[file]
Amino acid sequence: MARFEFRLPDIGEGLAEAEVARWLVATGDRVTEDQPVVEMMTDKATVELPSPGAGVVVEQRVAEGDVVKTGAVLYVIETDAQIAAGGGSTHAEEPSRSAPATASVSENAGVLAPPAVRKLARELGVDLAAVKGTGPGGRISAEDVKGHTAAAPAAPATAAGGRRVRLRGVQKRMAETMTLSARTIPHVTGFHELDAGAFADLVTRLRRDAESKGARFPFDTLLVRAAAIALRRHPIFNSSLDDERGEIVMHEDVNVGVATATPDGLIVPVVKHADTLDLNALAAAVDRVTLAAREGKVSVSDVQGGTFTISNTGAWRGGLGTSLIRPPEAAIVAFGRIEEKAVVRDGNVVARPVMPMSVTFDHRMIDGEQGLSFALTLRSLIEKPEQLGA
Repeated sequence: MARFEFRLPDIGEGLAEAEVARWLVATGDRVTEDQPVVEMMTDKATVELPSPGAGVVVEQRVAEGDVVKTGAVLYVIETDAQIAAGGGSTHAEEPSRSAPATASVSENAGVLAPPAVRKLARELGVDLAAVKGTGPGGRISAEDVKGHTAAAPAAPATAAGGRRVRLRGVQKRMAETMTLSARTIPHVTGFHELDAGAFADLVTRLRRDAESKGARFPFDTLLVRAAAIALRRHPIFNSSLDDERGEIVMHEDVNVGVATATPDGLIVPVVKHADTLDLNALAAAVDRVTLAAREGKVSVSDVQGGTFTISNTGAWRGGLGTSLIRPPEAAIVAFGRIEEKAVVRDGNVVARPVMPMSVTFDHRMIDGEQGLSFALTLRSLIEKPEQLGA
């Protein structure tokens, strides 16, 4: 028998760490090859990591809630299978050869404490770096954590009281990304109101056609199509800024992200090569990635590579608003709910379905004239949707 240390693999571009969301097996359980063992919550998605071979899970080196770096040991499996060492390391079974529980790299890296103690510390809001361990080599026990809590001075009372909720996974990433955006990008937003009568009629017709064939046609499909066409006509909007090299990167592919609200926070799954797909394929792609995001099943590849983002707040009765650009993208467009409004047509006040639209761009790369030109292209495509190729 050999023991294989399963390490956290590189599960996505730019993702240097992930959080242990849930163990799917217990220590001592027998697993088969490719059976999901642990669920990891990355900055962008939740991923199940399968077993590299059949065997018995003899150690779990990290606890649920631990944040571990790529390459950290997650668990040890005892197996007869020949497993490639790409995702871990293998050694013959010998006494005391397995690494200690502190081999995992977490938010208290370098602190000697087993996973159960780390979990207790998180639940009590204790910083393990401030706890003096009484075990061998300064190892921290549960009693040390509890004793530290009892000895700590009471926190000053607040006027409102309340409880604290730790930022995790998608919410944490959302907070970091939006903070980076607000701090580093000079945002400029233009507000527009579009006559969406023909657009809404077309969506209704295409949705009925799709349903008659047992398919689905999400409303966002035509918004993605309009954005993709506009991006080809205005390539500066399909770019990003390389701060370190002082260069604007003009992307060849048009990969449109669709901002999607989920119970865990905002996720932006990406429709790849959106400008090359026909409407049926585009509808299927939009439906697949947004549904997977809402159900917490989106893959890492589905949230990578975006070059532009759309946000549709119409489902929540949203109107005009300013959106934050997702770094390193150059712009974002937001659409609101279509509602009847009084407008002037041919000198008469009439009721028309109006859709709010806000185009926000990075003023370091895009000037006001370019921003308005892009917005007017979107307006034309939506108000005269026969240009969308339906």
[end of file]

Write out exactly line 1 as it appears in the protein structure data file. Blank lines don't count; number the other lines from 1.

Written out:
Amino acid sequence: MARFEFRLPDIGEGLAEAEVARWLVATGDRVTEDQPVVEMMTDKATVELPSPGAGVVVEQRVAEGDVVKTGAVLYVIETDAQIAAGGGSTHAEEPSRSAPATASVSENAGVLAPPAVRKLARELGVDLAAVKGTGPGGRISAEDVKGHTAAAPAAPATAAGGRRVRLRGVQKRMAETMTLSARTIPHVTGFHELDAGAFADLVTRLRRDAESKGARFPFDTLLVRAAAIALRRHPIFNSSLDDERGEIVMHEDVNVGVATATPDGLIVPVVKHADTLDLNALAAAVDRVTLAAREGKVSVSDVQGGTFTISNTGAWRGGLGTSLIRPPEAAIVAFGRIEEKAVVRDGNVVARPVMPMSVTFDHRMIDGEQGLSFALTLRSLIEKPEQLGA